It wasn’t long before police and investigators figured out who the new bosses were in Villa 1-11-14. In 2001, Marcos and his two partners were arrested on suspicion of drug trafficking and were sentenced to three and a half years in prison.

While they were there, the alliance between the Peruvian partners fell apart, and when Marcos was released, he saw an opportunity to take full control of the barrio. He betrayed his partners, starting a small drug war that resulted in more than 20 deaths.

As revenge, friend-turned-foe Ruti hatched a plan to assassinate Marcos at a religious procession in 2005, based on a tip from a loyal followers who had infiltrated Marcos’s organization.

But the drug boss never showed up to the procession. Ruti and his sicarios instead shot 13 people and killed five, including a baby, in what became known locally as the “Masacre del Señor de los Milagros.”

Ruti was no longer a threat to Marcos after his conviction for those murders. His brother Meteoro, Marcos’s other partner, was killed in 2006. The brothers’ demise ensured Marcos had the power to charge forward with his operations.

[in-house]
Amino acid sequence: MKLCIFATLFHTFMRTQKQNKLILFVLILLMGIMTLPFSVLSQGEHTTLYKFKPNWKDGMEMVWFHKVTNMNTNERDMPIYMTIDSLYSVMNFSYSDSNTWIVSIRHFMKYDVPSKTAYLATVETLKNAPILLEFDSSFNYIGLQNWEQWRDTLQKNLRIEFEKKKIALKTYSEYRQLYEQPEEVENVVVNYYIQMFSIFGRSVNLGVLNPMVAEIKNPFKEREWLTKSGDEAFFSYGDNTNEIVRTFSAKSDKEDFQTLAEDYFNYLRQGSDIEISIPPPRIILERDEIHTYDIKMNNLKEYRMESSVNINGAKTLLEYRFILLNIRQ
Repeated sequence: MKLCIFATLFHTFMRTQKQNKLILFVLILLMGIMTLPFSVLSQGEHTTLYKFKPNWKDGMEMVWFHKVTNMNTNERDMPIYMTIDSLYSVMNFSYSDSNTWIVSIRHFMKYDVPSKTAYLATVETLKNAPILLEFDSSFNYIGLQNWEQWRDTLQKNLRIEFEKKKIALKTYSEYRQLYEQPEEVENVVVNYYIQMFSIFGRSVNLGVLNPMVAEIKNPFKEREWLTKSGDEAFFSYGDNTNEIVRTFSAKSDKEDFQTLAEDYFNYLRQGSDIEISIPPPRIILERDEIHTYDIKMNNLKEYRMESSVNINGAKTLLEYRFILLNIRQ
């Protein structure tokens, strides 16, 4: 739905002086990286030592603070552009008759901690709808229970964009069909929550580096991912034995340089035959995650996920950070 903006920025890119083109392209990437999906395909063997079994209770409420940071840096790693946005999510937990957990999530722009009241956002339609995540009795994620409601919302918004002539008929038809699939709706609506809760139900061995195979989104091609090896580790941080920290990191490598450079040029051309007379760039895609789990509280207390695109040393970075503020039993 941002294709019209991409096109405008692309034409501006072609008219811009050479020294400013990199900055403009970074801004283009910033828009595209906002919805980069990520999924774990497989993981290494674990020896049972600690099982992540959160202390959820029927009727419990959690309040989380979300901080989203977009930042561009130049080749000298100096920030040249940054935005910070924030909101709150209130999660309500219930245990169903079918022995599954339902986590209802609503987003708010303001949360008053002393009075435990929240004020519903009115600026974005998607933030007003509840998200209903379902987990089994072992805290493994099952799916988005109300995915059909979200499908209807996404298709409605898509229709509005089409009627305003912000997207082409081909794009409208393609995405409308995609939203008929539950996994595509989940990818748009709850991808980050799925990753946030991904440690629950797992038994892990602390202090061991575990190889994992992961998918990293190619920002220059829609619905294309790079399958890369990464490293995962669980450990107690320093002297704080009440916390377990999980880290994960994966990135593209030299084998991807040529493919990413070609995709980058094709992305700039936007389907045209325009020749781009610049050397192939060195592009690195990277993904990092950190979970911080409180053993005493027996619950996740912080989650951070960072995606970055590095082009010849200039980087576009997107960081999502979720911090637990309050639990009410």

It wasn’t long before Marcos once again gained the attention of authorities. In 2007, a federal judge ordered a special operation to arrest Marcos in his three-story apartment in Villa 1-11-14. The drug boss fled to Paraguay, but was soon captured by authorities and brought back to Buenos Aires where he was sentenced.

While Marcos was serving time for his second sentence, investigators noticed something peculiar during an operation in Villa 1-11-14. The trafficking business in the neighborhood seemed eerily similar to when Marcos was a free man.

Some of that could have been coincidental: a lookout system with bells to notify the gang when the cops were coming, and roadblocks in key streets to block police cruisers.